Varuna, Oh Varuna. It doesn’t feel like words will suffice but I suppose I can convince them to.
I was sharing the house with five other women. On the first night when we all met around the open fire, Janisis, the Varuna CEO said to us:
‘It’s not so much the lack of interruptions here, but the lack of a threat of interruptions’
Writing at Varuna is immersive. It’s like a soft blanket you wrap around yourself to make the word smithing safe.
And oh god, did I need it.
On the second morning I met with my consultant, Jo Chipperfield. I couldn’t have chosen a better person for the gig. Jo has the perfect blend of knowledge, skills and compassion to be able to pull out all the amazing bits and make you love them, then find the holes and make you want to fill them.
We talked about structure, my three levels of narrator and those god-awful-just-won’t-go-away problems with tense. Jo pointed out that I kinda forgot to mention the first four days in prison and that people are really going to want to know about those bits. She also showed me some holes in logic about the drug compulsions and gave me a straight world view on what addiction looks like from the outside.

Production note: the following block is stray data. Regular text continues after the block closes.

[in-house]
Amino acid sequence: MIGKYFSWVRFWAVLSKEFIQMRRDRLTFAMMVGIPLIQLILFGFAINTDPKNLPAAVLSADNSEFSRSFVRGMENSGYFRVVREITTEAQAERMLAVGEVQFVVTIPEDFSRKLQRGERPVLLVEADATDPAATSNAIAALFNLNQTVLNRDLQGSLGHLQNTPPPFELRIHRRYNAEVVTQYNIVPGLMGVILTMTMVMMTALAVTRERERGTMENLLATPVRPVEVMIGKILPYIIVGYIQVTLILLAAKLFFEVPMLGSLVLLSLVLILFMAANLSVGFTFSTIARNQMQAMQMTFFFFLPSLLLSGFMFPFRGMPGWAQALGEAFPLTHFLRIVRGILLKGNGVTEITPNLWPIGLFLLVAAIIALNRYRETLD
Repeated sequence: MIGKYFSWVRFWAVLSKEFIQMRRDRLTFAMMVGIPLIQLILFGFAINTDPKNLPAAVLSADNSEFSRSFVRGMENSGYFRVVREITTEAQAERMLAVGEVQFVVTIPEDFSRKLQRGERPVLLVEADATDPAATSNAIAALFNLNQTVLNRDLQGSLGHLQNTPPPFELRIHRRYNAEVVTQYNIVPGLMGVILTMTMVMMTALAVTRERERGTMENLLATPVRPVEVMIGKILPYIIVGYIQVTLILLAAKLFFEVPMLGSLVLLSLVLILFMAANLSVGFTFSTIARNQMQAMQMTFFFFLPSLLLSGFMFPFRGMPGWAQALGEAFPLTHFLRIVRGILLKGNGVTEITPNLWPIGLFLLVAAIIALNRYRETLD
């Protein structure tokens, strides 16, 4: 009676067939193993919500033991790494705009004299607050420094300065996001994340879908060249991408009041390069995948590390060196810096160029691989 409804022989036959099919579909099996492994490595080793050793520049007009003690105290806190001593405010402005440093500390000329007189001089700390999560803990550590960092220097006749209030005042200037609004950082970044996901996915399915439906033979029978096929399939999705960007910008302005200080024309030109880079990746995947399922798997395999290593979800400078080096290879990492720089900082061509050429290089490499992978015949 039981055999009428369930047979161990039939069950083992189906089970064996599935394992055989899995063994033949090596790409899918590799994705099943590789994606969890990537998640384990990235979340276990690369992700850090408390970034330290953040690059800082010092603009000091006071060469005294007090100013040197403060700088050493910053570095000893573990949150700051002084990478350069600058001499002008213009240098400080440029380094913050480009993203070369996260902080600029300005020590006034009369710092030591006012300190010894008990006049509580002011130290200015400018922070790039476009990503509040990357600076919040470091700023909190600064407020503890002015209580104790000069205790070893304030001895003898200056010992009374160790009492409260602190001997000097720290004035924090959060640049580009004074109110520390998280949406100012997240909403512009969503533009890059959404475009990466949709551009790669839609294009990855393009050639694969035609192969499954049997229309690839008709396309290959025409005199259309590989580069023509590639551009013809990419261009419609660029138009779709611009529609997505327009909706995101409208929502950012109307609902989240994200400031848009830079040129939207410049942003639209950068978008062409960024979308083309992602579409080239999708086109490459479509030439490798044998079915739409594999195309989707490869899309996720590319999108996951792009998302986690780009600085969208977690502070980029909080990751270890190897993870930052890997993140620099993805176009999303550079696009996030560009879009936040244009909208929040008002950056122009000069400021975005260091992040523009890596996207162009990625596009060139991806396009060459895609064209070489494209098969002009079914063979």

I walked out of our consult with all sorts of burning passions and then sat down to write. I dug into my head and pulled out those first four days, plopped myself back into the dissociative state that you need to be in to learn how to exist in prison.
And I did great work, 13,000 words of great work between 1pm and dinner at 6.
Maybe too great.
On day three, I woke up antsy. The coffee didn’t work, the cigarettes didn’t work, I just couldn’t find my focus. There was something going on and I needed to give my body time to tell me what it was so I decided to walk into Katoomba for coffee.
As I walked down the path that led to the road it all came clear in my head. The closer I got to the road, the more my unease grew and then I realised what was happening. I was standing there, free to go wherever I wanted, to do whatever I wanted, and was waiting for an official-esque voice to pipe up with ‘Marino’ and a firm hand to fall on my shoulder.
I’d done a very good job of digging myself back into the prison mentality.
I cried the whole way into town, wore sunglasses to get coffee, cried the whole way back to the house while I debriefed with a friend on the phone, and then cried some more in Jansis’ office.
Then I walked outside, crouched down and touched the grass, rubbed my face against a tree and went back to my writing nest.
It kept being hard but Varuna kept making it safe. When it all got too close with walls around me, I took the words outside into the gardens.
When I needed to remember what my body was I cooked crazy and delicious food.
And when I finished the week, I had more words than I’d ever imagined.
Now I’ve got six months to polish it up, then I shoot it back to Jansis then have another consult with Jo.
This book is going to be amazing.